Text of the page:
Perhaps you can refer this to The Coconut Club 3.0.

Here’s why the hype: The Coconut Club known for its atas Nasi Lemak, was listed in the Michelin Bib Gourmand, and Prime Minister Lee Hsien Loong was said to be a fan.

The restaurant moved (again), and is now found at a three-storey conservation shophouse at 269 Beach Road near Arab Street.

From its previous reviews since years back, they are usually divided into “definitely worth a try” to “overpriced / overpriced”.

With all that said, the rebranded The Coconut Club wants to focus on more than their single plate of signature Nasi Lemak.

You also find offerings of breakfast items, “family-style Nasi Lemak experience”, Nonya-style kuehs and nostalgic cakes, along with launch of their first formal drinks programmes with specially-created cocktails.

For breakfast, there are choices such as the Charcoal-grilled Kaya Toast ($6.80), Otah Katsu Sando ($7.80), Hae Bee Hiam Tuna Sandwich ($10.80), and add $3 for hot coffee, teh tarik or teh halia.

The Kaya Toast is made using ‘space buns’ from old-school Sing Hon Loong bakery at Balestier, chargrilled over binchotan then spread with butter and kaya made the “The Coconut Club’s” coconut milk.

This is accompanied with 63-degree sous vide eggs. You can see this as an upmarket form of your kopitiam toast – not too bad a choice for the fragrant kaya spread and fluffy breads.

I guess people are really still here for their Ayam Goren Berempah Set ($18.80), unless you have tried this many times. There are also the Ikan Bakar Set ($18.80), and Otah Set ($18.80).

Just note that while the Nasi Lemak sets are available all-day at Level 1, they can only be served at Level 2 (the cosier air-conditioned area) from 11am to 3pm.

Accordingly, they kept the pricing the same at $18.80 after the Beach Road Shift. I referred to my notes in 2019 – the plate was $12.80 then, so something happened the last 3 years over at Ang Siang. All right, take that global inflation.

All sets come with a serving of coconut rice, fried egg, anchovies, peanuts, cucumber and sambal; and mine was served with spiced and fried organic chicken leg (can choose breast as well) with crispy rempah crumbs.

The rice is prepared using old-crop Thai Jasmine with coconut milk extracted using a propriety cold-press machine custom built.

If you find the rice less oily than the previous versions, that is because it is now cooked without chicken fat which supposedly makes the taste lighter with more apparent coconutty-fragrance – and also pairs better with the other dishes.

The good thing is the chicken is prepared and cooked ala minute now, no more in small batches like before, so you get your meat hotter and hopefully juicier.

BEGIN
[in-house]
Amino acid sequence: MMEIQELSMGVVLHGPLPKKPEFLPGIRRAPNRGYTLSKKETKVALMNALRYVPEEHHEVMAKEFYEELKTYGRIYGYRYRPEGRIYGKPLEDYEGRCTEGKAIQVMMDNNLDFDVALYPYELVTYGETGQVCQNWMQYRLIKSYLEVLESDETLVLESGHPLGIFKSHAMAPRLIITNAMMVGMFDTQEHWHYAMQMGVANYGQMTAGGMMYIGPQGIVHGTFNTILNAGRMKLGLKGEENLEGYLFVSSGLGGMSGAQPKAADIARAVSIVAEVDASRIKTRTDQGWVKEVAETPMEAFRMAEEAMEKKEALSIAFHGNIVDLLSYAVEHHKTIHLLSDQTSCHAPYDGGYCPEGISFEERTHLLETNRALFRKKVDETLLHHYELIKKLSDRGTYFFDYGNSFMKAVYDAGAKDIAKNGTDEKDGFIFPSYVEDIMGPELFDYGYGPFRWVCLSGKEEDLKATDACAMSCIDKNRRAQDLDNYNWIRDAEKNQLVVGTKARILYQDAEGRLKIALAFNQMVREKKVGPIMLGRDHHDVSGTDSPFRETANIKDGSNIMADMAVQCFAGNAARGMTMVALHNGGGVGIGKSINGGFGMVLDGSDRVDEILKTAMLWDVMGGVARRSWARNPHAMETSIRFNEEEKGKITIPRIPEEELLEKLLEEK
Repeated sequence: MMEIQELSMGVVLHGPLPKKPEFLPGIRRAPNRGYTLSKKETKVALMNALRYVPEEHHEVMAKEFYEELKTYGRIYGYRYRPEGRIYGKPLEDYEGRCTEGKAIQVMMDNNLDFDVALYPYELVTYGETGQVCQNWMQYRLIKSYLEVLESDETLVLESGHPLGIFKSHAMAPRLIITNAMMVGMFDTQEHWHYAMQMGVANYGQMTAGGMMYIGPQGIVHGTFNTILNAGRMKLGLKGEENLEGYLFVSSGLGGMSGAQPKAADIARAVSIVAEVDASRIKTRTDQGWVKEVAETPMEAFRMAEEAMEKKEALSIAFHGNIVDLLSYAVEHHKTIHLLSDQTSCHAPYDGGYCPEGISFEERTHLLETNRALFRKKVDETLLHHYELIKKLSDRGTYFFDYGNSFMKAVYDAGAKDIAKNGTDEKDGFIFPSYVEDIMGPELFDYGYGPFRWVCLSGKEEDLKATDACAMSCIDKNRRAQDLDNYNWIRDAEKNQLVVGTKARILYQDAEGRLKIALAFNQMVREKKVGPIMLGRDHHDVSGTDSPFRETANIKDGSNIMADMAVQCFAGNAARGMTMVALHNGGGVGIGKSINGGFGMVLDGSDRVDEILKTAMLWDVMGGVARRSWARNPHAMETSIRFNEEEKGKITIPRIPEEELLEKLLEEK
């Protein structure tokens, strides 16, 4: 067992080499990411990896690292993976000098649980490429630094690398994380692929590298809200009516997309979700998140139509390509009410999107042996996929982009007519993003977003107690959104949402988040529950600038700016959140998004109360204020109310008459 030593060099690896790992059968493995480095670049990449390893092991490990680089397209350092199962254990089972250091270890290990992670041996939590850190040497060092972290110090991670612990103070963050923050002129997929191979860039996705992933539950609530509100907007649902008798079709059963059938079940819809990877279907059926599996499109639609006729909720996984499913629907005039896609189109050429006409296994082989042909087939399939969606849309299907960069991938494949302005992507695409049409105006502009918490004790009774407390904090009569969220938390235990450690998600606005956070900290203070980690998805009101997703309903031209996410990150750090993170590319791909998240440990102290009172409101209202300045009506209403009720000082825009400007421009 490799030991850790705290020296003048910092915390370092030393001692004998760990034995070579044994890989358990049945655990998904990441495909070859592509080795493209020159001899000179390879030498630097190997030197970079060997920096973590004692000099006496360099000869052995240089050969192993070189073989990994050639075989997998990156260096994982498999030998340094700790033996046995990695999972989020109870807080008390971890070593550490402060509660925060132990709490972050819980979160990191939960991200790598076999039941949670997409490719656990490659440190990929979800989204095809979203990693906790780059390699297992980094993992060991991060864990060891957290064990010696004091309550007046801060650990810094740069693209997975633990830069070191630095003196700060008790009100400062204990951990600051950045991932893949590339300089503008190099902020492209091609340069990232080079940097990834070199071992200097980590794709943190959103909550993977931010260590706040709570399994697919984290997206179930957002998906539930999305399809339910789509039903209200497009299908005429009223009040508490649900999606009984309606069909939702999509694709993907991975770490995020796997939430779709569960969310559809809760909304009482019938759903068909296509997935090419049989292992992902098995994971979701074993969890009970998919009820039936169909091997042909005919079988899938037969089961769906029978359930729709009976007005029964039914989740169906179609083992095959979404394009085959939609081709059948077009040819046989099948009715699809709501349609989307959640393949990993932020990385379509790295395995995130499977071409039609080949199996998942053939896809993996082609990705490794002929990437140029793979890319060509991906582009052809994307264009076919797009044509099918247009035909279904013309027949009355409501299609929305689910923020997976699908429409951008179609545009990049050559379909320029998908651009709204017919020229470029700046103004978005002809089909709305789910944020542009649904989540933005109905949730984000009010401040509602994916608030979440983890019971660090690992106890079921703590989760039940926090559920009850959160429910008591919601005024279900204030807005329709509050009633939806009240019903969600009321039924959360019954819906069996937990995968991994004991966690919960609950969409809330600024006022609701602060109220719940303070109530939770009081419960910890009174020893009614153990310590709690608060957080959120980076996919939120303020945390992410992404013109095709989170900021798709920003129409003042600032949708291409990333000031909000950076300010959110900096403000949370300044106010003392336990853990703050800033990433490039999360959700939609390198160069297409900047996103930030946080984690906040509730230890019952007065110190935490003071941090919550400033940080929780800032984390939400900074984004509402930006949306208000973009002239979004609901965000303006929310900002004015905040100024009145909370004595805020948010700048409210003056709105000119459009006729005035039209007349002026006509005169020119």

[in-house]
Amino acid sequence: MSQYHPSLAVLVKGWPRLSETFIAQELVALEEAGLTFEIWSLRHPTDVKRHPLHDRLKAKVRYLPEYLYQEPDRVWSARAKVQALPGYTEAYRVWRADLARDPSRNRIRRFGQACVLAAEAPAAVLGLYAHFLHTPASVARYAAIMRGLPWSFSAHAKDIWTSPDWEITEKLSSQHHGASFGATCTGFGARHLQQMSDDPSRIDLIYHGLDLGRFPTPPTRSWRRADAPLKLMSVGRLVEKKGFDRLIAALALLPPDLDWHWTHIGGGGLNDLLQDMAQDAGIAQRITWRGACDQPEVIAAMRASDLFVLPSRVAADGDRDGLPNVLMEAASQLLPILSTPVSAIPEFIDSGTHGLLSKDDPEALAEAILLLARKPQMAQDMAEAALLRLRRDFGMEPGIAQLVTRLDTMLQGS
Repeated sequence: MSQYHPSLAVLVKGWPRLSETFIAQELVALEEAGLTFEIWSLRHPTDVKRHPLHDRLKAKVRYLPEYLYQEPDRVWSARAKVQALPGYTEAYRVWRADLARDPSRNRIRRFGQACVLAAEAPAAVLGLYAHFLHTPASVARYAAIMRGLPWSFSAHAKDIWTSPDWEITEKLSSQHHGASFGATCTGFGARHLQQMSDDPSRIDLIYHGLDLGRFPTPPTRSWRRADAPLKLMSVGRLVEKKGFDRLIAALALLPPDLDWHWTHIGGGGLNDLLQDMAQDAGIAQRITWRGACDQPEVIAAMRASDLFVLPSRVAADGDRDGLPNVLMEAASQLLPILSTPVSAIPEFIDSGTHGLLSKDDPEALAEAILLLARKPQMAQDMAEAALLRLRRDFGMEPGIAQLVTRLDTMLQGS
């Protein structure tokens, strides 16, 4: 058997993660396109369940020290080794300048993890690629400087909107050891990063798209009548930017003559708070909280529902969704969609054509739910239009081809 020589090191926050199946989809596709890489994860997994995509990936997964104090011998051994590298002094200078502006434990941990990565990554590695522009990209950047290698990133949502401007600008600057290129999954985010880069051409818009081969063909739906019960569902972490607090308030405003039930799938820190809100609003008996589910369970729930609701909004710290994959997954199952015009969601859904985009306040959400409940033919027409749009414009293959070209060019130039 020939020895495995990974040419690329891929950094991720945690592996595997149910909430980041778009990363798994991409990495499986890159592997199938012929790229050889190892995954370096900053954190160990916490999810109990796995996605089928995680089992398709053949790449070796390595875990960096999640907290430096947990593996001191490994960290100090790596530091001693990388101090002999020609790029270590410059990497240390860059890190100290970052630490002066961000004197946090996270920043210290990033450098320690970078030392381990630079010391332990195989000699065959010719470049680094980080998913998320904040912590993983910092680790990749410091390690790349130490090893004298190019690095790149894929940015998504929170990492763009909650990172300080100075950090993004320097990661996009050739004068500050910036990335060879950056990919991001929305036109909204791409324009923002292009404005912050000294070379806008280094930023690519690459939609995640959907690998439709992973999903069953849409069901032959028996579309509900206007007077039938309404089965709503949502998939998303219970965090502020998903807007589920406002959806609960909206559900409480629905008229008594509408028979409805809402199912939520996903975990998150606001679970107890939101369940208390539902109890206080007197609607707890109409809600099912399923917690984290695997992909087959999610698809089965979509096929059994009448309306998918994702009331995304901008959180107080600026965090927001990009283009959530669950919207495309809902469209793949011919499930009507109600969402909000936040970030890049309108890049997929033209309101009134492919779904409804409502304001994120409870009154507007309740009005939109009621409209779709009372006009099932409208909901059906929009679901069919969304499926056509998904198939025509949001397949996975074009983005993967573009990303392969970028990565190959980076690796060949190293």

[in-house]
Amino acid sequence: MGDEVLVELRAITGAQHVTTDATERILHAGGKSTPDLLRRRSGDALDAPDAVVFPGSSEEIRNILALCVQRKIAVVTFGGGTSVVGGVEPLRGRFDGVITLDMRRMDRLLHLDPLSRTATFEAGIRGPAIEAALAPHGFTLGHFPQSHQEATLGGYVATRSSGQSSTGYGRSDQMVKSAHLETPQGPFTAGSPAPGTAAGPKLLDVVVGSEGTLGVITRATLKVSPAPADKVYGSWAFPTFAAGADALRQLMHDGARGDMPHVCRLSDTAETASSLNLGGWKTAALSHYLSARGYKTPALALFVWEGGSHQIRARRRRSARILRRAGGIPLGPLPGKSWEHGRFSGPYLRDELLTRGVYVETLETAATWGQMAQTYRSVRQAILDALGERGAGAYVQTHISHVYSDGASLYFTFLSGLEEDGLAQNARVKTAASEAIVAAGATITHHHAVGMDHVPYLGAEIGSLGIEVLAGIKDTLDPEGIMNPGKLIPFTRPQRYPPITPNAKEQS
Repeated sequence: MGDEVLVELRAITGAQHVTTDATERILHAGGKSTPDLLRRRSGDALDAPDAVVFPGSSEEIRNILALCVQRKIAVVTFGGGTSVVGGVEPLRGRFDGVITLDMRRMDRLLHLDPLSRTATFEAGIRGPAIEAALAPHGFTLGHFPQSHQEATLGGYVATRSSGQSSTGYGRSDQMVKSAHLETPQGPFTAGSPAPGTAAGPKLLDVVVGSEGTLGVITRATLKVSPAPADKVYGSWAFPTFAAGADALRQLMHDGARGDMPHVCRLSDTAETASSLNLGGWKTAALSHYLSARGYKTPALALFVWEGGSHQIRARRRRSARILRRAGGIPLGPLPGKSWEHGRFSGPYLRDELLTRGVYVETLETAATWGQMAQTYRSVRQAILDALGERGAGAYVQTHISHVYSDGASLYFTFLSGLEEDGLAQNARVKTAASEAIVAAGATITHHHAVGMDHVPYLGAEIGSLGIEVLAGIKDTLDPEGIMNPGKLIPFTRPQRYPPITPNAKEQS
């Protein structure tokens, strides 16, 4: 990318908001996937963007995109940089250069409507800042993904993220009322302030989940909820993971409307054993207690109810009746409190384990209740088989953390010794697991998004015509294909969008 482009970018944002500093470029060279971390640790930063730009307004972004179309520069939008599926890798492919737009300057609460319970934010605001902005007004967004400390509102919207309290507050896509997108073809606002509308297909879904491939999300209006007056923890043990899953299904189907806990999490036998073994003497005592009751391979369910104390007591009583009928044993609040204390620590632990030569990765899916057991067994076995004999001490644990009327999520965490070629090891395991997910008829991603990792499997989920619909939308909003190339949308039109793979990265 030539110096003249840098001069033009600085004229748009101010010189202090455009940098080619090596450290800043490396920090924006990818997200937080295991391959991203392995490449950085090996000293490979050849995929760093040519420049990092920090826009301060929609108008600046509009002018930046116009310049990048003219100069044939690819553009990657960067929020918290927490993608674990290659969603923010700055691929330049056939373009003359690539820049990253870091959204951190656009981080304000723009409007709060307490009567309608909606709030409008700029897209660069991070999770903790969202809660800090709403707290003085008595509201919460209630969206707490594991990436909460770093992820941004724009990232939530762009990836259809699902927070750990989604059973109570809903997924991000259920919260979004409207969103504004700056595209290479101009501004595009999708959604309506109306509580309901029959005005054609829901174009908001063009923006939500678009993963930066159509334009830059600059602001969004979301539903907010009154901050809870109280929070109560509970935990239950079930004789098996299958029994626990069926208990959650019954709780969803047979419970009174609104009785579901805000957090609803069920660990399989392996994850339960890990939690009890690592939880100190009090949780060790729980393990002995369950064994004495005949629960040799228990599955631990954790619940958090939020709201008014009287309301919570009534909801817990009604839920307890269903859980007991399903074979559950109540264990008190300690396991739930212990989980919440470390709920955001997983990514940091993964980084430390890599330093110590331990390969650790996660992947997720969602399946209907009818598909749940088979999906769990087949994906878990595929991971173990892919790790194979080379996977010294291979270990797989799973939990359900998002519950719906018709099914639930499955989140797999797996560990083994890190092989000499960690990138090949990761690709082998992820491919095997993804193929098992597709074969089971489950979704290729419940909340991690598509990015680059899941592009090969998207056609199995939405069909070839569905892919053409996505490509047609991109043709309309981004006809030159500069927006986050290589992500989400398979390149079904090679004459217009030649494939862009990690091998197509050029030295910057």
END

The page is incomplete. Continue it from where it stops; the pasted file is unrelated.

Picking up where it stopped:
I wasn’t 100% sure about the sambal. It wasn’t like the usual Nasi Lemak chilli (so perhaps needed to get used to), though wished it had more of the X-factor, dried anchovies taste, or spiciness.

The focus now is more on communal-style dining during dinner.

Here’s how it works: at $6++ per diner, they would be free flow nasi lemak rice and condiments (sambal, ikan bilis, kacang, cucumber) to be paired with dishes; and note there is a $20++ minimum expenditure per person.

Recommended dishes include the Gohu Ikan ($16) of yellowfin tuna cured in calamansi juice; Iga Bakar ($45) – braised beef short ribs; Percik Kambing ($38) – Australian lamb short ribs marinated in coconut milk and tamarind; Sambal Sotong ($26), Spicy Banana Leaf Stingray ($28), Homemade Otah ($11), to Sate Ayam Bumbu Kacang ($16) of charcoal-grilled chicken tail and thigh skewers.

The meal was hearty and filling, though would have wished the satay to have more of that char-grilled smokiness and sweetness.

My favourite dish was the Kerabu Udang Kacang Botol ($18), a ‘salad’ with prawns, shredded chicken, sakura ebi, wing beans, coriander, and peanut brittle.

Loved the varied textures such as the crunchiness and the fresh bite of the prawns, to the refreshing zest from the chill lime vinaigrette.

Here’s the thing: there will be always be people who will find this overpriced, but others who won’t mind paying more for the service, experience and wider range of dishes.

Whether you have tried The Coconut Club in the past or not, you would find the vibes and offerings somewhat different – for diners to explore beyond that plate of Nasi Lemak.

The Coconut Club
269 Beach Road, Singapore 199546
Opening Hours: 11am – 10:30pm (Tues – Sun), Closed Mon

Other Related Entries
Bonding Kitchen (Orchard Gateway)
Rempapa (Paya Lebar)
Indigo Blue Kitchen (Shaw Centre)
The Blue Ginger (Great World)
Godmama (Funan)

* Follow @DanielFoodDiary on Facebook, Instagram and Youtube for more food news, food videos and travel highlights. This meal was a treat.



Please enter your comment!
Please enter your name here